10 Bits: the Data News Hotlist
This week’s list of data news highlights covers June 10-16, 2017, and includes articles about a consumer genomics service for babies and an AI system that has mastered Ms. Pac-Man.
Facebook has detailed the many ways it has begun to use AI to identify, analyze, and reduce extremist activity on its platform. Facebook has started experimenting with using AI to analyze the text from accounts removed for praising extremist groups to develop methods for automatically identifying language used to advocate for terrorism. Additionally, Facebook is using learning algorithms that can identify and remove entire clusters of terrorist profiles, and it is continuously improving its algorithms that detect and remove the repeated creation of fake accounts from users already banned from Facebook for extremism.
Researchers at Clemson University and Dartmouth College have developed a prototype headband called Auracle that uses a microphone to monitor when a wearer is eating. Auracle relies on a microphone placed on a user’s skin that can differentiate between the sounds users make when they chew and when they talk or cough with 90 percent accuracy. Auracle could eventually help researchers gather useful data that they can use to study eating disorders and people’s dietary habits.
Two groups of researchers at the Massachusetts Institute of Technology (MIT) have developed a method for using specialized sensors called GelSight to allow robotic arms to mimic aspects of the sensation of touch. GelSight sensors use physical contact to generate a detailed 3D model of an object’s surface. One group of researchers applied GelSight sensors to a robotic arm’s gripper and use machine learning to analyze this data to estimate the hardness of objects it touches. The other group used a similar approach to allow a robotic arm to manipulate small objects with a high degree of dexterity.
A team of researchers from DeepMind and nonprofit AI research firm OpenAI have developed a method for training AI systems that involves humans specifying desirable behavior for a system and only providing occasional feedback, similar to how humans teach toddlers how to perform new tasks. The researchers had humans watch two short clips of an AI system playing simple video games and provide feedback about which clip exhibited better performance, and then fed this data to the AI system to teach it to predict how it should modify its behavior to maximize its progress. Unlike reinforcement learning, which involved a clearly defined reward system, this approach allows an AI system to figure out desirable behavior from humans reviewing just 0.1 percent of its behavior and nudging it in the right direction.
Boston-based Veritas Genetics has begun offering a DNA-sequencing service called myBabyGenome in China to allow parents to learn about their children’s genetic information. myBabyGenome sequences a baby’s entire genome and generates risk scores for 950 serious diseases, provides information on 200 genes that determine how a baby will react to certain drugs, and predicts over 100 physical traits a baby is likely to develop.
Microsoft has developed an AI system that can score the maximum number of points possible on Ms. Pac-Man for the Atari 2600 arcade console, beating all previous human and computer-player records. Ms. Pac-Man is difficult for AI and humans alike to play at high levels due to its lack of predictability, with the highest human score reaching 266,330 points. Using a combination of reinforcement learning and another machine learning technique called divide-and-conquer, Microsoft’s AI was able to achieve the highest possible score of 999,900.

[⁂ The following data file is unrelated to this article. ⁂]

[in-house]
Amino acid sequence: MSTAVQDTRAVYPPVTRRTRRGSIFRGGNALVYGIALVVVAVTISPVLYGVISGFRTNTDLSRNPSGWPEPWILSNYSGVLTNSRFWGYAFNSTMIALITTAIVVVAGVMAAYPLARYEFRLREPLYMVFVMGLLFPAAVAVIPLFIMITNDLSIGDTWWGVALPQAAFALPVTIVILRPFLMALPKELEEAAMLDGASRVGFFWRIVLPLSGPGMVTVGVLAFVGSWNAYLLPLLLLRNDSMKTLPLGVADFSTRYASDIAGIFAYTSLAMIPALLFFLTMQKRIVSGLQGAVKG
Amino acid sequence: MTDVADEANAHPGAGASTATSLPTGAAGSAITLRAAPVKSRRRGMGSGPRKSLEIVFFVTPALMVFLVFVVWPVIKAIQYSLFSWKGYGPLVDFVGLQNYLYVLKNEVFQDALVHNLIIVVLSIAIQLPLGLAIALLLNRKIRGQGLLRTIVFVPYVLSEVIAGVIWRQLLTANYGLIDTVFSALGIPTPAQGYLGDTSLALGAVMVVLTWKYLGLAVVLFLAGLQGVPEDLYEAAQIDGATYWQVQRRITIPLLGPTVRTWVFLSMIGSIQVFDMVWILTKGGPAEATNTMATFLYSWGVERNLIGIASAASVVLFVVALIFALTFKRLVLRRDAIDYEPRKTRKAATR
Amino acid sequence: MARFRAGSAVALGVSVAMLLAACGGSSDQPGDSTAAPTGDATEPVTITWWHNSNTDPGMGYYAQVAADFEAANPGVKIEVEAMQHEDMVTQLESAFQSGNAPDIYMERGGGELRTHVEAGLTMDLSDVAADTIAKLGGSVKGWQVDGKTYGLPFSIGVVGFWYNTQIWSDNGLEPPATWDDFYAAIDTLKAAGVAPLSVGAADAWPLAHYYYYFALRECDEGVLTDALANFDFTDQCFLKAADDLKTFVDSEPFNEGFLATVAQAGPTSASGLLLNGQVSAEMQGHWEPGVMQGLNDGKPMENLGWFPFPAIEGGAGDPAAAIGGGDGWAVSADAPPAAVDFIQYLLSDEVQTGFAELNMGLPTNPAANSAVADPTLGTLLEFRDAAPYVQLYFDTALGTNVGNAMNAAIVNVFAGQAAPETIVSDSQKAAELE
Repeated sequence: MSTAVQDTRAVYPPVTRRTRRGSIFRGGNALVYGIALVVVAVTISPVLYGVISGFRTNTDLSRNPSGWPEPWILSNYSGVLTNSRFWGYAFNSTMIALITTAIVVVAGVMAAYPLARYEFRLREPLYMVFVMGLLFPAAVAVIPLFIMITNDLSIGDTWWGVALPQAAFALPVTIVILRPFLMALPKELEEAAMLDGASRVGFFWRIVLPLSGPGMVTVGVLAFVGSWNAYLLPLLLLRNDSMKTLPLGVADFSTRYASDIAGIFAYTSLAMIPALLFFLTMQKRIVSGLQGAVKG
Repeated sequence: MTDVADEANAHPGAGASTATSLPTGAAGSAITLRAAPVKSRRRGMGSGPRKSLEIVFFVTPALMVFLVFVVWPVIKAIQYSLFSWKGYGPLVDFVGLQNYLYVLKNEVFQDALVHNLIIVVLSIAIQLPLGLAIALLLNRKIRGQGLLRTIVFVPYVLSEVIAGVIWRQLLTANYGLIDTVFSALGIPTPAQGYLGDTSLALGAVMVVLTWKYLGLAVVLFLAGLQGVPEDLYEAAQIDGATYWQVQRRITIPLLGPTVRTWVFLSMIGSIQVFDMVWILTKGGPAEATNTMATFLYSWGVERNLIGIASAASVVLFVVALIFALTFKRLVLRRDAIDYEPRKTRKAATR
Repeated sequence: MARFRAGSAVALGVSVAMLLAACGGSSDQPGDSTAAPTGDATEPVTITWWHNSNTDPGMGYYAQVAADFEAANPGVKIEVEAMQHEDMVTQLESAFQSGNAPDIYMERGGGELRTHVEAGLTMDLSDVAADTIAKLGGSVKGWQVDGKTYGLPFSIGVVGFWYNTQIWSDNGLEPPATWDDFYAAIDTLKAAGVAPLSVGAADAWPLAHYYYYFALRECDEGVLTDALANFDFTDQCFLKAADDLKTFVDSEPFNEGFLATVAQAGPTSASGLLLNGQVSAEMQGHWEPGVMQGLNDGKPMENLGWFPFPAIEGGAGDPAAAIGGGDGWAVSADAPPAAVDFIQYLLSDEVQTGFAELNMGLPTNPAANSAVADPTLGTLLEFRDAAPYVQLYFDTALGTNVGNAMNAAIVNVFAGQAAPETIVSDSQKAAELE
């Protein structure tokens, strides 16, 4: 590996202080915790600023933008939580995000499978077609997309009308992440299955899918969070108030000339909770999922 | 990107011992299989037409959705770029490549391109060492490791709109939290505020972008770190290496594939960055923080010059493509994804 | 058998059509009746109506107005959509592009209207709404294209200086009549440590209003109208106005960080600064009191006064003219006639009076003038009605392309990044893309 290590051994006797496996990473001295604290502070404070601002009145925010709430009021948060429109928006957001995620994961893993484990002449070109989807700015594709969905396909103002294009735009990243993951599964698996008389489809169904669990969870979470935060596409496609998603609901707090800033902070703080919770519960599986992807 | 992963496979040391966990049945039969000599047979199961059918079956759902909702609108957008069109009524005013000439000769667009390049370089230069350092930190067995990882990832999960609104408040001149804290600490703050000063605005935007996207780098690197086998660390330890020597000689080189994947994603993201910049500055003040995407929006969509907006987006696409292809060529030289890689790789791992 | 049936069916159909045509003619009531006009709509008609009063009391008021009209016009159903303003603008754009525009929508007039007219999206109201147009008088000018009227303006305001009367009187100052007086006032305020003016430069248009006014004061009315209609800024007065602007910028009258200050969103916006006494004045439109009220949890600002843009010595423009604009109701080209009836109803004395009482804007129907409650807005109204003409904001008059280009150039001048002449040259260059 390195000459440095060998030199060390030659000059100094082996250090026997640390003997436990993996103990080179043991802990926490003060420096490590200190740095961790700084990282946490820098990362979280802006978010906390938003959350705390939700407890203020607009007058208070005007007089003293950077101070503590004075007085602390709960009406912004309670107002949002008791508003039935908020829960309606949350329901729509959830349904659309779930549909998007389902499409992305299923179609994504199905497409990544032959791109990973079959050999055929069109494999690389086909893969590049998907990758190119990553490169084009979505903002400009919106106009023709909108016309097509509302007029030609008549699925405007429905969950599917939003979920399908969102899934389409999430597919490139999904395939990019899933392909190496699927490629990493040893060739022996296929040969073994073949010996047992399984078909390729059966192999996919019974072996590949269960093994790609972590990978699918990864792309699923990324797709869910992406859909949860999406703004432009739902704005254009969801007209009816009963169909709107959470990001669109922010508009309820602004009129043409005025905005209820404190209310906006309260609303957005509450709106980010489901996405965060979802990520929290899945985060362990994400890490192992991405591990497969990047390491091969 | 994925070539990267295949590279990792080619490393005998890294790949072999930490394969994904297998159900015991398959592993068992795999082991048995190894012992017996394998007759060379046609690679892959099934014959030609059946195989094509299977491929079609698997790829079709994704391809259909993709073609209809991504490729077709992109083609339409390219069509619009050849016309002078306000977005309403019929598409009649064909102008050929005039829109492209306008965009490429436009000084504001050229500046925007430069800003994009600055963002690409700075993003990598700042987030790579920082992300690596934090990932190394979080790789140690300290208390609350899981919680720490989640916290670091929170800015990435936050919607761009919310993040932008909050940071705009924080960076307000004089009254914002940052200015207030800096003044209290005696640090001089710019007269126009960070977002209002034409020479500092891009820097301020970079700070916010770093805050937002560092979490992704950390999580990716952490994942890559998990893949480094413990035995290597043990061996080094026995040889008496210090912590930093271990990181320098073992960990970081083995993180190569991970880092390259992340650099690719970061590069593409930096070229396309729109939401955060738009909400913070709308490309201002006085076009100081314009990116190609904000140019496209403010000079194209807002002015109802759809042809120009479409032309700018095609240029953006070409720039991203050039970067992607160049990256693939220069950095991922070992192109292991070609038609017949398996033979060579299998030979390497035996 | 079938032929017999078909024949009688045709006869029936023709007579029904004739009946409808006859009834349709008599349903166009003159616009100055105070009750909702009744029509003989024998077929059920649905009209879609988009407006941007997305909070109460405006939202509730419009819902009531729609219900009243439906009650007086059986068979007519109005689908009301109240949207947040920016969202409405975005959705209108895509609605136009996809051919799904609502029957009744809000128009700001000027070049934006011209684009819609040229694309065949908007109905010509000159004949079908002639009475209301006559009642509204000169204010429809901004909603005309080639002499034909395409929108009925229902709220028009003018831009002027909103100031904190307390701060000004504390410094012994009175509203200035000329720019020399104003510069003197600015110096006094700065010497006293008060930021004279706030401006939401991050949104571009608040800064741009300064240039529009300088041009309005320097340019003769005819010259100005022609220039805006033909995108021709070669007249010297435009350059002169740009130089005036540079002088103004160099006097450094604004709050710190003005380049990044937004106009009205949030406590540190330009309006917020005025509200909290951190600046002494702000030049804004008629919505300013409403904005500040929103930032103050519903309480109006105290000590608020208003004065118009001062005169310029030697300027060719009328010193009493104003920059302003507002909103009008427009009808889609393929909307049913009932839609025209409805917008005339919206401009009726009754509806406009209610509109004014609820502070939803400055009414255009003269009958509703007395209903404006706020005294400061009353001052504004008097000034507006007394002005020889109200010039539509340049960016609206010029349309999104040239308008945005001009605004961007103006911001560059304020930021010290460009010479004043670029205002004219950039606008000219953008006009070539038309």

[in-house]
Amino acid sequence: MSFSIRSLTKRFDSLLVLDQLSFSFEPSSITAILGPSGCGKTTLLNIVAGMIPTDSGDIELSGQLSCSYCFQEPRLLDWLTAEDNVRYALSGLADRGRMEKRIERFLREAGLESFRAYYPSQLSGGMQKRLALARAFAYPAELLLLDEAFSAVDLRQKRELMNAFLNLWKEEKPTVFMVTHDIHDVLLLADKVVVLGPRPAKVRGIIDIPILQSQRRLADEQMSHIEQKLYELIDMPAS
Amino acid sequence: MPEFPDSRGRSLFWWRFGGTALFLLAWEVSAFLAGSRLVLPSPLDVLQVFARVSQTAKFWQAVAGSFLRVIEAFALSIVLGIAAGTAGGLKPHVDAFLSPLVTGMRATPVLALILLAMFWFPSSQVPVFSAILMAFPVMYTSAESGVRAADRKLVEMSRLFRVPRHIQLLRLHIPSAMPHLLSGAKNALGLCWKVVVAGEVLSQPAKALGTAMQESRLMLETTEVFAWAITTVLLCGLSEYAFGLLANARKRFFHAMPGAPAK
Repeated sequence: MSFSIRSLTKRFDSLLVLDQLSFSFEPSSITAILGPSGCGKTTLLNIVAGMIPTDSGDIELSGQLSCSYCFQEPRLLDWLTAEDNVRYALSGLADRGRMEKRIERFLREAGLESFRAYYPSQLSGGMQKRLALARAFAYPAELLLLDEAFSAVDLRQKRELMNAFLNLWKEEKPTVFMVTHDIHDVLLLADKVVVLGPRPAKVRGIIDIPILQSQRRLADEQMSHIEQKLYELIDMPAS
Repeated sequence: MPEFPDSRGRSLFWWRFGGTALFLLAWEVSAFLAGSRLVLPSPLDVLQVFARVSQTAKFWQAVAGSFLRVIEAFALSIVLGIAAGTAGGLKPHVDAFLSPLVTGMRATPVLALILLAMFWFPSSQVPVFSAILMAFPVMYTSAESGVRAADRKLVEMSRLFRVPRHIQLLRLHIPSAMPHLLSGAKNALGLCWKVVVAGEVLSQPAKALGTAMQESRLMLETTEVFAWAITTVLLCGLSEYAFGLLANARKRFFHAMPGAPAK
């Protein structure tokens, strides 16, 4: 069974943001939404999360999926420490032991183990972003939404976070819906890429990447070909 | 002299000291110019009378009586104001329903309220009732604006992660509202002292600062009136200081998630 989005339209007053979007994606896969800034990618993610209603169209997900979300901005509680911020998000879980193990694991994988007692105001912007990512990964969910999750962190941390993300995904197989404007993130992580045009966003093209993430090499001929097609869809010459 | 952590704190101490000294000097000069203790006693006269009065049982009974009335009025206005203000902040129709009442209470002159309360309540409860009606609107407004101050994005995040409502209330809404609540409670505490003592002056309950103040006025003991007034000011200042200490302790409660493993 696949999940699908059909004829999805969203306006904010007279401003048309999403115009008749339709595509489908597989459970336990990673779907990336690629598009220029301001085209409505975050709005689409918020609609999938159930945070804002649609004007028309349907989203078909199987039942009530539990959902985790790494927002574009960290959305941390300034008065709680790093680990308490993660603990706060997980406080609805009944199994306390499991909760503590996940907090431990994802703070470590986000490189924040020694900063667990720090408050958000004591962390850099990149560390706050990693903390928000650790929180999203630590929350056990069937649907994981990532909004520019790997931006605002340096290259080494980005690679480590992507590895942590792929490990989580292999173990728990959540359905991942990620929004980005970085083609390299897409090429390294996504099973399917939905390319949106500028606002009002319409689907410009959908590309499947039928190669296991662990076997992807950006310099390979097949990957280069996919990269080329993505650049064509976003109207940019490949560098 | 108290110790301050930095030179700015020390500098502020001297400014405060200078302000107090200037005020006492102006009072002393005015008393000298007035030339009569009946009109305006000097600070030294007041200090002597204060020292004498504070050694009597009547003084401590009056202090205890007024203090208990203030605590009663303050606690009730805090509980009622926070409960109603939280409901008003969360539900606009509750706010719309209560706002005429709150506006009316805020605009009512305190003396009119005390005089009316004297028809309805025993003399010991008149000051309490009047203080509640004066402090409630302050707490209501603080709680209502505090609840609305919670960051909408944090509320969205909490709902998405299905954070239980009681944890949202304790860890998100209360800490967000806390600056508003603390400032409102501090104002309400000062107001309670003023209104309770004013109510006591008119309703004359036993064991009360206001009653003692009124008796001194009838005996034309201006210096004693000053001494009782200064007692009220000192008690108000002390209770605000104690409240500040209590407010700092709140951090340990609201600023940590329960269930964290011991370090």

The U.S. Department of Energy has announced $258 million in new funding over three years to expanding its supercomputing capacity and be more competitive with China, which took the top spot for the most powerful supercomputer in the world in June 2016. The funding is part of the United States’ plan to develop an exascale computing system, capable of performing one quintillion calculations per second, by 2021. China and the United States each have 171 systems on the Top 500 list, which ranks the 500 most powerful supercomputers in the world.
Researchers at Vanderbilt University Medical Center have developed a machine learning system capable of predicting whether or not a patient will attempt suicide within two years with between 80 and 90 percent accuracy, and predicting if someone will attempt suicide in one week with 92 percent accuracy. The researchers trained their system on 5,167 case records of patients admitted to the hospital for self-harm or suicidal ideation, and then tested it on cases of patients with no history of suicide attempts in their medical records. Their algorithm also revealed some interesting findings, such as how taking melatonin supplements had a substantial correlation with elevated suicide risk.
Australian startup Lingmo International has developed an earpiece called Translate One2One that uses IBM’s Watson to translate audio between eight different languages in near-real time without needing a data connection. If both participants in a conversation are wearing Translate One2One, it can translate a conversation between Brazilian Portuguese, Chinese, English, French, German, Italian, Japanese, and Spanish.
Members of BetaCity, a volunteer meetup group of citizen scientists, are deploying a network of environmental sensors in Edmonton, Canada that take advantage of the city’s new public low-power, long range (LoRa) network. BetaCity is focusing on measuring air quality initially because Alberta’s environmental agency has a limited number of monitoring stations in the city. All members of the public are allowed to connect their own environmental sensors to the network and view the environmental data the network collects.